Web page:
So winter is coming and that doesn’t mean your e-biking has to come to an end. It’s actually where these bikes excel. They love winter, they love going out there in the mud and getting covered in it. There are a few little steps and little hacks we can do to our bikes to get the most out of the bikes and protect them from all that mud, water, and nastiness out there this winter.
So a great little tip when you get out on the trails is to stop that mud getting into your bike or sticking to your bike anywhere. A real prime trap for this is actually on the fork arch behind here. It’s machined out so it means it’s nice and rigid and stiff, but what it does leave us with, is loaded cavities that are a mud trap, especially that front-wheel turning, firing the mud into those gaps.
It’s a really good way for winter to actually tape this off, just get some tape, get some cloth tape, and close all that off so it’s just one smooth surface. That way, any mud on there is just gonna fall off. Or when you come to wash that bike, it’s just gonna blast off. You don’t have to spend ages in there, with a little brush or toothbrush, trying to get that mud out. So just remember, from time to time, peal that tape away. Let any moisture or water that is trapped behind there, just escape. It’ll obviously stop things corroding behind there. Just any little gap you can see, where you think there might be a mud trap, it’s worth just taping it off. Remember, a heavy bike will drain that battery more. It’s gonna weigh more. It’s just not gonna be as nice to ride as a bike that is lighter.
Let’s talk brakes when it comes to winter. Organic pads are going to give to that more bite, and a bit more stopping power on the trails. But they’re gonna last five minutes, with all that grinding and slushy stuff you’re going to get on your rotors from the winter. I strongly advise getting a set of sintered pads into that. They’re gonna last a hell of a lot longer out on the trails. Made of little metal philoins, and a lot harder compound. They might not be as strong, but they’re definitely gonna last a hell of a lot longer. Stick a set of those in, and your winter riding is gonna be more time on the trails, and less in the workshop.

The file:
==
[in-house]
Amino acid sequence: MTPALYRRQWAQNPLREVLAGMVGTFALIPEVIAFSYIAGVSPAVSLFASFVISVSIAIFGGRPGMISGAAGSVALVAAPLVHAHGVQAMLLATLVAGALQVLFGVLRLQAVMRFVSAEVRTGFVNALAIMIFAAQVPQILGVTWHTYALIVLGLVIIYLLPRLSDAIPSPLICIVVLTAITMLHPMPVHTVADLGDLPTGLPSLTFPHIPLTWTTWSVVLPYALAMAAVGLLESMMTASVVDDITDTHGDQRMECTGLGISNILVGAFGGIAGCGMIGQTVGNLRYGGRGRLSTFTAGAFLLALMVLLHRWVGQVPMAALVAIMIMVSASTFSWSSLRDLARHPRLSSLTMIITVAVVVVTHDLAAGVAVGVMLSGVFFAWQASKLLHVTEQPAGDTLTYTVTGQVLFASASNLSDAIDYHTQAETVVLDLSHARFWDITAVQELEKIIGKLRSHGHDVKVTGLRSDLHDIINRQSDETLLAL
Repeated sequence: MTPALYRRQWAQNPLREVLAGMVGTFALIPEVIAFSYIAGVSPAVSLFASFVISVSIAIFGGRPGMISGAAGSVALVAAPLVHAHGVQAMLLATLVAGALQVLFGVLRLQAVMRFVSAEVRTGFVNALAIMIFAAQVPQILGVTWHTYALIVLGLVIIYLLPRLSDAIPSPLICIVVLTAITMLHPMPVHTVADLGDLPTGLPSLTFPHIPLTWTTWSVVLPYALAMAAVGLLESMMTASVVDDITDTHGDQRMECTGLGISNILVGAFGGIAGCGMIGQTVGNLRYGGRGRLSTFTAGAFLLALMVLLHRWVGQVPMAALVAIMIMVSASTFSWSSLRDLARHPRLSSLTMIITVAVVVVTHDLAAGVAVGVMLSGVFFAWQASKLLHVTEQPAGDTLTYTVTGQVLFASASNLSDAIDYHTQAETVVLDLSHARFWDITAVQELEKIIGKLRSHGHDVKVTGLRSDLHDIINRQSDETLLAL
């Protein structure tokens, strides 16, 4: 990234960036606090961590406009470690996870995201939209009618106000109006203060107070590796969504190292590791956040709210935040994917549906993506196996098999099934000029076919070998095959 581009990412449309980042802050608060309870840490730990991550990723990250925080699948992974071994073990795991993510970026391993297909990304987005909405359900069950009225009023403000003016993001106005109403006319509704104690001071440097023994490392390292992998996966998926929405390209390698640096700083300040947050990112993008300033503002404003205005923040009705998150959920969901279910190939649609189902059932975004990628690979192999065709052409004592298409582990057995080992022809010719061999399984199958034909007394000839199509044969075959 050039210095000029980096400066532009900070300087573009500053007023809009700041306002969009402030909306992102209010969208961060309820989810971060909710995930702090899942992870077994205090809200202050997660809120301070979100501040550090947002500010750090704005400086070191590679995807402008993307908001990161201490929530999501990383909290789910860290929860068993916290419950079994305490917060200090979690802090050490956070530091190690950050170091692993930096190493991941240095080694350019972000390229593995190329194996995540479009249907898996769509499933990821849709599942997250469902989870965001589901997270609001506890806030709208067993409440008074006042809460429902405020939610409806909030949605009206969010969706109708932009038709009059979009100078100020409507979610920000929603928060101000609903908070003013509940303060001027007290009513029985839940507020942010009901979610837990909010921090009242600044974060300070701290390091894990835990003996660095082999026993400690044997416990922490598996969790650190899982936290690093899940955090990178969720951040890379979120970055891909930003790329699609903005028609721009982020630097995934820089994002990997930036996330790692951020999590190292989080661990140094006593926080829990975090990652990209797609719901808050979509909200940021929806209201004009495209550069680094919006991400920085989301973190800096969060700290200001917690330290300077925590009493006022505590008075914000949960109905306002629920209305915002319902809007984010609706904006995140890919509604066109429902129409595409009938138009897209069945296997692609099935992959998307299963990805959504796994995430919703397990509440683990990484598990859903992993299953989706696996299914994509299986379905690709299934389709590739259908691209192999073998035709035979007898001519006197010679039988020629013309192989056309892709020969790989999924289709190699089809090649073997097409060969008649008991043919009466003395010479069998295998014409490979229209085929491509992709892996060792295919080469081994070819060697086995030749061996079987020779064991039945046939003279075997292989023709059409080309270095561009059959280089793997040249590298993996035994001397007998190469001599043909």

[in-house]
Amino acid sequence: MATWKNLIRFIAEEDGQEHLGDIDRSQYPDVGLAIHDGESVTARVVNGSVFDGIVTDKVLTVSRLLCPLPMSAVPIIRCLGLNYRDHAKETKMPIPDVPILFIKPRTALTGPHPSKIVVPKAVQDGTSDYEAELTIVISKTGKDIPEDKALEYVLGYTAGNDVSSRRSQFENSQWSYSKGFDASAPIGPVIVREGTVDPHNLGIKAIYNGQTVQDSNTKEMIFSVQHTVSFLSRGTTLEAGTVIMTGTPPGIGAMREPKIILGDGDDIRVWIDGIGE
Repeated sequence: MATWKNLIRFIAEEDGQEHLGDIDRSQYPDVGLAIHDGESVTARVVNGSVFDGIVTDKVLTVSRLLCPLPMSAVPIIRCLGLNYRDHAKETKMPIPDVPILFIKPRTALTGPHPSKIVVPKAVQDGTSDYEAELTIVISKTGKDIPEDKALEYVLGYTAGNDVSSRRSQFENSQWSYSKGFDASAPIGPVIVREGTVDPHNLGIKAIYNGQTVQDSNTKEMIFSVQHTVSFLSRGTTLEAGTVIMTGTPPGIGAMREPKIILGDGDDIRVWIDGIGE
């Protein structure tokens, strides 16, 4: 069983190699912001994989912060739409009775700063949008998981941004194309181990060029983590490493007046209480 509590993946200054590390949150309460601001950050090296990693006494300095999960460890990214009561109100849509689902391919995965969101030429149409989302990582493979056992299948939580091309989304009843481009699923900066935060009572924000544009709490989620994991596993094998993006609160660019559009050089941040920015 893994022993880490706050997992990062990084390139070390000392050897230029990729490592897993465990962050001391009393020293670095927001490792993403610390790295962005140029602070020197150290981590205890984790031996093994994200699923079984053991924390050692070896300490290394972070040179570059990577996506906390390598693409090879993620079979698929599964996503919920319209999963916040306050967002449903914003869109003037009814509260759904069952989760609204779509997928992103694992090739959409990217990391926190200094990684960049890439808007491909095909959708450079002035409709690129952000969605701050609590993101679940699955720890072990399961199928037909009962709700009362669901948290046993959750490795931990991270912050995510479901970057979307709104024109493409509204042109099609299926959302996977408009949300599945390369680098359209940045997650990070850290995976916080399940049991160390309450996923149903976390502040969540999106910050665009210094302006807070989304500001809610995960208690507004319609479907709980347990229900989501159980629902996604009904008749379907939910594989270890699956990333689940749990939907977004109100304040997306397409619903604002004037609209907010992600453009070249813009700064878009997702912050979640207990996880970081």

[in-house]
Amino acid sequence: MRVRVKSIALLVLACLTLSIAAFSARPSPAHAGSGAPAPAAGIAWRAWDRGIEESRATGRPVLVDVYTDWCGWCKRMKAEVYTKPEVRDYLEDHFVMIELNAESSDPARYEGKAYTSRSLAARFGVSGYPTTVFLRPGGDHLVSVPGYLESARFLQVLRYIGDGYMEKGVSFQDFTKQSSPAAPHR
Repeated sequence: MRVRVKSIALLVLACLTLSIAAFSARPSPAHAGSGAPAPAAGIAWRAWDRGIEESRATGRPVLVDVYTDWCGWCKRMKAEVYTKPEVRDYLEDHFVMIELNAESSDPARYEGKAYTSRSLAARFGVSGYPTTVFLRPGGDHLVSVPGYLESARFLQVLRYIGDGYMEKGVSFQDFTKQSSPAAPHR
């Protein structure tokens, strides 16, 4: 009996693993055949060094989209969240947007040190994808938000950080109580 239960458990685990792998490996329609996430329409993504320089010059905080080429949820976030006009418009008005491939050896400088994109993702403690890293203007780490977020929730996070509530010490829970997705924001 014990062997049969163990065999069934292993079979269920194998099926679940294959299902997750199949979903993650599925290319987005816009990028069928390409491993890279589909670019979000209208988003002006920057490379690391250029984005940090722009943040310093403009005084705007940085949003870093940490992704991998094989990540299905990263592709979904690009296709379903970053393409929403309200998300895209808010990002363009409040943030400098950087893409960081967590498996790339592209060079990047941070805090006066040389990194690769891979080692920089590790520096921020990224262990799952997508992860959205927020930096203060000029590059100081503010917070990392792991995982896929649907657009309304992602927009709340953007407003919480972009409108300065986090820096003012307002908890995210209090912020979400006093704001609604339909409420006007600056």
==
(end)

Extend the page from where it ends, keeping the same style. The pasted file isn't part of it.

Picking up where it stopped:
Needless to say, before you hit the trails, just make sure those brakes are bedded in nice and strong. You don’t want to go crazy and go crashing off on the first corner. So another thing I like to do before winter kicks in as well is just make sure all my contacts and my battery connections are all nice and clean as well. Just check the seals around there. All in good condition too because, if any water gets into these parts, it’s gonna cause you a nightmare out on the trail.
Give them a good quick clean with a bit of contact cleaner. Just make sure they’re nice and clean. Also in the battery as well, give that a quick wipe around. Obviously, make sure this is nice and dry before you put anything back together. And whilst you’re there as well, it’s also worth just lubing that key mechanism up, or whatever holds your battery into that bike. Cause if you can’t get that key into change your battery, if you’re out on a big ride, you’re gonna be cursing too. Just make sure those little bits that you might forget, are all nicely lubed up.
So when it comes to tires for your E-Bike, there are lots of options out there. Including mud-specific tires that can be really aggressive. These are something I would probably steer clear of, on your E-Bike. They can be really vague when you’re hitting the road, or anything apart from deep mud. What I would go for is something that dries really well at the rear wheel, gives you lots of grips. And a real predictable tire at the front. Something that’s gonna really bites in when those conditions get loose.
You stick something that’s really heavy and high-rolling resistance, you’re gonna be draining that battery, draining you, and not gonna be making it a lot of fun out there on the trails. So when things get muddy out there on the trails, an essential part of your kit is the mudguard. They come in lots of different shapes and sizes. Different ways they fit your bike, but basically, a basic mud flap like this one, is gonna stop that spray coming up off the front wheels, gonna stop all the mud going into your fork legs, over your battery, and over you as well. So get a little flap one like this as a minimum. I’d rent something like this if the mud if it had been raining.
But when things get super muddy out there, you can’t beat a big moto-styled mudguard. Basically, the little flap one sits in the fork, in here, and just stops that mud flying up. Whereas the full moto one, will fit into your bike, mounts in the same way, but has a lot more coverage. So it stops the mud flying off the front of the wheel and the back of the wheel.
If things get super muddy, you cannot simply beat a full moto-styled mudguard. Actually, you can get away without wearing any eyewear, things like that. Especially in the winter. They are that good. So when it comes to mudguards for your E-Bikes, there’s plenty of options out there. You can even make in your own home. A plastic water bottle, or a drinks bottle, makes a nice mudguard. Just cut the side of that off, craft it so it fits in your fork arch. Put a couple of holes in there, a zip tie, and you’re ready.